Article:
Let’s think about an alternate version of Epic Games’ gigantic Fortnite: Battle Royale esports announcement today. In this reality, Epic Games sends out a press release following the success of its Solo Showdown limited time mode: the company is making a big investment in competitive play and putting up $10 million in prizes in its first year. It would have been a big bet from one of the biggest games in the world, and reporters probably would have talked about it in such terms. In an instant, we would have said, Fortnite made an impressive entrance onto the stage of international esports.
But Epic didn’t announce a $10 million prize pool. It announced a $100 million prize pool over the course of the 2017-2018 competitive season. In an instant, Fortnite became not just one of but the biggest game in esports by a longshot.
Let’s put that number in perspective. The largest prize pool in esports history is last year’s DOTA 2 international, totaling $24.6 million, though that wasn’t the entire DOTA 2 pool for the year. But here’s the most important number: according to research firm Newzoo, the total prize packages for the entire esports space cracked the $100 million market for the first time in 2017, hitting $112 million for the year — according to esports personality Scott Smith, the top ten games put up $91.2 million, $10 million short of Epic’s number. Epic’s announcement nearly doubles total esports prizes in one fell swoop.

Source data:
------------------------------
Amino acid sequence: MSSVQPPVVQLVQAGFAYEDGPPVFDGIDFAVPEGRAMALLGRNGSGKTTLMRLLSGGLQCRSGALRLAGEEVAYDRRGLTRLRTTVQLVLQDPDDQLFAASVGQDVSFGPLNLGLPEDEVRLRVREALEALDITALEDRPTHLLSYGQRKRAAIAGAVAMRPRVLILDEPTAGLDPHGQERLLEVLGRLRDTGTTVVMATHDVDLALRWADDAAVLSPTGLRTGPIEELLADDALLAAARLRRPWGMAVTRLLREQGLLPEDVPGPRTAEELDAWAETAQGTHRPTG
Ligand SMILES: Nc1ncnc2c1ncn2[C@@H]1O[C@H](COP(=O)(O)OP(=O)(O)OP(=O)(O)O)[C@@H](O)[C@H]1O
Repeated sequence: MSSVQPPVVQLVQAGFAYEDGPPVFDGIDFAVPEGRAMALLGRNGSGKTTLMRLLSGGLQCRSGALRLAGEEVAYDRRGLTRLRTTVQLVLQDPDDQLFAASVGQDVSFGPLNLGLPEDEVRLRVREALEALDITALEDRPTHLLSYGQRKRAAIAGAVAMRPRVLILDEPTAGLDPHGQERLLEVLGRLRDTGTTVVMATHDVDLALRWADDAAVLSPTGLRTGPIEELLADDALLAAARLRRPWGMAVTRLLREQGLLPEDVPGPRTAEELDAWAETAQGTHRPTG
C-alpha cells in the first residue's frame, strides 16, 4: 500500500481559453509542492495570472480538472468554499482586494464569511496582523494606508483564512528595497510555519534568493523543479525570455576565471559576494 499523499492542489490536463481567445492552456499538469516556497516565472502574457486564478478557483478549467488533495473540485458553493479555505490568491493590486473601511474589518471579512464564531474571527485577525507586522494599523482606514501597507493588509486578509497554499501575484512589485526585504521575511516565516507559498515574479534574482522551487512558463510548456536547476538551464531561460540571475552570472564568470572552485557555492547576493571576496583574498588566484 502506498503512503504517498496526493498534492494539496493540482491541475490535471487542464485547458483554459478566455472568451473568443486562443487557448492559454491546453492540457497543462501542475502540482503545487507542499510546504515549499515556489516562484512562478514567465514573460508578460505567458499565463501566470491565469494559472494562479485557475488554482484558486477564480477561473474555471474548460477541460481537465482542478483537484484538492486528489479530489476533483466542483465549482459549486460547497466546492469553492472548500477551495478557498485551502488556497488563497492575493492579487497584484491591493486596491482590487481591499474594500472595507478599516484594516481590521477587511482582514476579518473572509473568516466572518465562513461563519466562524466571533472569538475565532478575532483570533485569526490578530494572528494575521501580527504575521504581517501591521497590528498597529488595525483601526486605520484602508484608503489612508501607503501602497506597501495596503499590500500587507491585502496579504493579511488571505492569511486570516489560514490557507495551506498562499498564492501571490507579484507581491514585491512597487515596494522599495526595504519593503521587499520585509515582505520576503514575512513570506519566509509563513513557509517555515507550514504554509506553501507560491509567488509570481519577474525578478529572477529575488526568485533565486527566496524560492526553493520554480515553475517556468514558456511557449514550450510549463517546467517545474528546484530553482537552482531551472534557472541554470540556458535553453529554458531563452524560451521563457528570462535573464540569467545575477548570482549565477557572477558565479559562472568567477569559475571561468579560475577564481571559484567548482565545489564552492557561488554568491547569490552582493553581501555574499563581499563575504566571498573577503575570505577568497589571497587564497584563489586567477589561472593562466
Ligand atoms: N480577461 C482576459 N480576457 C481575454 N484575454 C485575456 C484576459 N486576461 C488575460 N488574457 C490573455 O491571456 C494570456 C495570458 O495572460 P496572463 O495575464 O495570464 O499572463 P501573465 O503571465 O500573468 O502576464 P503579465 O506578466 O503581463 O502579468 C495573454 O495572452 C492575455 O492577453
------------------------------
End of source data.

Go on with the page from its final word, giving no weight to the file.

It’s a bold move from a game that’s been making them ever since it debuted the battle royale mode last year. There’s no doubt Epic can afford it: by one estimate, Fortnite made $223 in March alone, and a prize pool is an investment that can pay for itself in increased engagement. It’s not surprising that Epic is making a big announcement in the esports space, but it is still surprising that it’s making quite such a big announcement.
My main question right now, however, is: how will this money be allotted? Epic hints in its announcement at a slightly different setup than what we’ve seen in the space so far:
“We’re getting behind competitive play in a big way, but our approach will be different – we plan to be more inclusive, and focused on the joy of playing and watching the game.”
It’s not specific, but I read that as a much more diffuse setup with far more opportunities to earn smaller prizes rather than a few major tournaments. We’ll still likely see some $1 million+ prizes in there at high-profile events, but the drop-in, easily accessible Solo Showdown mode from this weekend might offer some guidance as to how future tournaments will work. I’m curious: so far, the esports space has followed closely its role model in the form of traditional sports, but it doesn’t have to. Fortnite could be its best chance to do something new. $100 million helps.